At the core of modern life, we find trouble. Trouble finds us during bad decisions, but trouble also waits for us when we do everything right. Often we can’t connect any rhyme or reason for our troubles, although we often strive to point at something as the cause of our issues. Doing such will take us in different directions that simply distract us from the benefit that God provides during our trials.
The Psalmist exemplifies that all trials must be wrapped in a firm knowledge that The Almighty God surrounds any calamity. Our trust in God must be our central focus during trouble, as it focuses the follower of God on their purpose. The 93rd Psalm uses the flood example to remind us that God is always greater no matter what problems arise.
1 The Lord reigns; he is robed in majesty;
the Lord is robed; he has put on strength as his belt.
Yes, the world is established; it shall never be moved.
2 Your throne is established from of old;
you are from everlasting.
3 The floods have lifted up, O Lord,
the floods have lifted up their voice;
the floods lift up their roaring.
4 Mightier than the thunders of many waters,
mightier than the waves of the sea,
the Lord on high is mighty!
5 Your decrees are very trustworthy;
holiness befits your house,
O Lord, forevermore.
The Holy Bible: English Standard Version (Wheaton, IL: Crossway Bibles, 2016), Ps 93:1–5.
Every person that has ever lived has experienced trouble. Trouble wants us to focus on it, obsess over it, and allow it to dictate every decision. That’s precisely what makes it trouble. The inconvenience and distress that each circumstance brings up can derail any plans we have because if we fixate upon them, they will become the steering wheel of our lives. However, we all must understand that no matter what path we take, whether perfect or problematic, troubles will find their way into our lives. The Psalm begins with a focus on God and finishes with how God is greater than any problem, but right in the middle, the flood waters come. Therefore, problems are a part of life, and it has nothing to do with how we live.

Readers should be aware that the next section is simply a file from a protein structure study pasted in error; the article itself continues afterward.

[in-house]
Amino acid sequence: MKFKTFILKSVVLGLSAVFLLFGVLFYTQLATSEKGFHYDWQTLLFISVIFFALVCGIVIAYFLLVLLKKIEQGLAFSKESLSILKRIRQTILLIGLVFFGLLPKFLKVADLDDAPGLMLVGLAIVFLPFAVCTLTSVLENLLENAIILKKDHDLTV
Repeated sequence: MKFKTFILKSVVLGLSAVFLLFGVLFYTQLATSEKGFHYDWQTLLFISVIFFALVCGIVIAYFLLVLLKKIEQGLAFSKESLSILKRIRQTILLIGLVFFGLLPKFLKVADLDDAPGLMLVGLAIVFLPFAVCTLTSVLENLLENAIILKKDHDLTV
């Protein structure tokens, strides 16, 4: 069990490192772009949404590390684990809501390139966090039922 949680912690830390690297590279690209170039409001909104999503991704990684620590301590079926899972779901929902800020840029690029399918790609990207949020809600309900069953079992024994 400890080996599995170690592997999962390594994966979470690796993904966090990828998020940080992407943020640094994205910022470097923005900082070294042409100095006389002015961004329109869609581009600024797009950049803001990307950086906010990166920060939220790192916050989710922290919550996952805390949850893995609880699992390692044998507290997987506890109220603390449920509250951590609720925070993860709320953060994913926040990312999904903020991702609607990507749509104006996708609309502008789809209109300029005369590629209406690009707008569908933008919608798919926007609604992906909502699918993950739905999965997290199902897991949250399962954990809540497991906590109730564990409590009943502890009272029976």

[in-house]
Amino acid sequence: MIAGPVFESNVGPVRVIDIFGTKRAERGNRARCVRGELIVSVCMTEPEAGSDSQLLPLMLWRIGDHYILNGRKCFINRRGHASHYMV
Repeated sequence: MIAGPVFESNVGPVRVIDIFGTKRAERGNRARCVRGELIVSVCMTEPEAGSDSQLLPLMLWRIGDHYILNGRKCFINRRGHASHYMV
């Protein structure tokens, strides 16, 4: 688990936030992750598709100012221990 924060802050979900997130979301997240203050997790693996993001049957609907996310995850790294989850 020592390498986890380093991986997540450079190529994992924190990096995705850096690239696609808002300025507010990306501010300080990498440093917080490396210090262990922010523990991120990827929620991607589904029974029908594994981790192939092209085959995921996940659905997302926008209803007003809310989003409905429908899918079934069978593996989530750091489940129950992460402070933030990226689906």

As trouble arises, we lose sight of our purpose because our vision gets distorted when we focus on problems and troubles. When we think more about our problems than our purpose with God, we start thinking about how to gain retributive justice because someone must’ve done this to us. However, trying to obtain revenge for our troubles is sinful and something we must steer clear of doing. The Psalmist guides us through this because even when trouble arises in the midst of our praise, while it may guide us away from worship, prayer and praise will lead us back to the source of our worship and toward the solution to our problems.
Trust in God is our only route toward fulfillment and grace-filled living. Troubles will continually arise around us, striving to distract us from the goodness God has for us. They constantly say, “Look at me!” They are often looked at and focused upon to divide humanity through blaming and hatred. However, God reminds us that none of these problems are enough to break us from the love of God in Christ Jesus, and instead of dividing, Jesus calls us to the foot of the cross and unity in faith.